KCRA Nello Olivo Vineyard Harvest
Several weeks ago I wrote a post about a wild day that started with me leaving the house at 6 AM to drive up to Cameron Park (some thirty miles or so outside of Sacramento on Highway 50 heading towards Lake Tahoe) to cover a grape harvest in the Nello Olivo Vineyards. That story ran in the KCRA 6 o’clock news, along with another story about Stolen Moments, a locally-produced independent film that opened the Sacramento Film & Music Festival, where I was presented with their Film Service Award. Yes, quite a long, busy, exciting day.
(As I’ve written several times over the past on this site, I’ve known Nello Olivo and his wife Danica for over a dozen years. They are a family that we got to know as acquaintances through other friends, and who have grown to be good friends over the years. This friendship has permitted me a greater insight into the winemaking world, which they have been very open in sharing with me as a reporter in doing news stories. This also allows for much greater openness when they tell their stories to me when I have a camera on my shoulder.)
Even though I got to the harvest by 6:45 and the grape picking crew finished by 7:30, I got so much exciting footage. After the crew had left I did additional filming and interviewing with Nello and his son Ivan and the vineyard manager Lance Johnson. I had much more harvesting footage, interesting interview sound and information than I could possibly squeeze into a 1:30 (one-minute and thirty-second) news story.
As I was writing and editing the story for the evening news I was also making notes of the other good bits of interview sound that I liked. Also, as I always do when writing, I wrote more reporter track than I could use in the daily news story.
I never just delete the material that I can’t compress into the daily news story. At KCRA we have the advantage of airing a once-a-month magazine program called Common Ground, where we have no time limits and can run stories that run two or three or four or five minute stories.
The next day when I returned to work I re-opened the Adobe Premiere file with the Nello Olivo vineyard harvest and began expanding out the sequences that I’d had to edit to time for the daily news story, and also began inserting the other interview bites that I couldn’t fit into the daily story.
The result is a story that’s exactly twice as long and also ten times more interesting.
This is the original news story that aired and is half as long:
Something extra that I did when shooting this story was that in addition to shooting it with my KCRA-issued Sony HD XDCAM, I brought along my Canon 7D with the Tokina 11-16mm ultra wide-angle lens.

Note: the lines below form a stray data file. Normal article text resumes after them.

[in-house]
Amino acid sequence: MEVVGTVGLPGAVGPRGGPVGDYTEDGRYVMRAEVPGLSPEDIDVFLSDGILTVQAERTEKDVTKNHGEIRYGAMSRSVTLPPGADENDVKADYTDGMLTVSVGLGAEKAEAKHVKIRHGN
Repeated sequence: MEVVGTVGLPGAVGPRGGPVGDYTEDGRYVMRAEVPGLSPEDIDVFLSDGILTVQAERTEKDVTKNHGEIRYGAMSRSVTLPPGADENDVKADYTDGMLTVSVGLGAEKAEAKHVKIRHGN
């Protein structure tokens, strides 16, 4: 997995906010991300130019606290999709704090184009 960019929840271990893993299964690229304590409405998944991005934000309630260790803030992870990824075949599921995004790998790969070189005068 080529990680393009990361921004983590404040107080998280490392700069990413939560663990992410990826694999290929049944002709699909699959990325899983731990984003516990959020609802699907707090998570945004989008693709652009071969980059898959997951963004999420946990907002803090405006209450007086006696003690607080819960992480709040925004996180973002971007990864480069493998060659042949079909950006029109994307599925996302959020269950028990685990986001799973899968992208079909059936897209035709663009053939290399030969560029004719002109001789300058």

Now that we are shooting daily news stories in High Definition, the HD footage from the Canon 7D integrates seamlessly into the Adobe Premiere timeline. Every now and then I will bring along the 7D just to jazz things up and make the video of a story more interesting — and to also make the shooting of the story a bit less ordinary and a little more fun.
Here is a photo of me filming a story with the Canon 7D and Tokina 11-16mm. This is a behind-the-scenes photo that wife Bonnie snapped of me shooting a story about Land Part gardener Daisy Mah, which will be aired on KCRA in the coming weeks and which will be featured on this site at that time.
I shall be writing more about my experience shooting TV news with a DSLR in a post that will accompany the Daisy Mah story.
I’ve filmed lots of harvest stories, but the grape pickers at Nello Olivo’s vineyard that morning were working exceptionally fast. I set my news camera down for a few minutes to run around and grab footage with the 7D. I had the LCD4Video monitor with me, but the battery died as soon as I started shooting, so all of the footage with the 7D was shot blind — just holding the camera in close and zone focusing, approximating the focus based on the distance markers on the Tokina lens, and running around with the workers. I think it helped to add a more dynamic perspective to a story that had visually been done many times before.
Here are a few frame grabs from shots made with the 7D & Tokina lens set at 11mm.
For wine enthusiasts, these were white grapes, which process faster than red grapes once they are pressed and go into the barrels. The grapes seen in this story could be available in bottles in just over a year from now in 2015.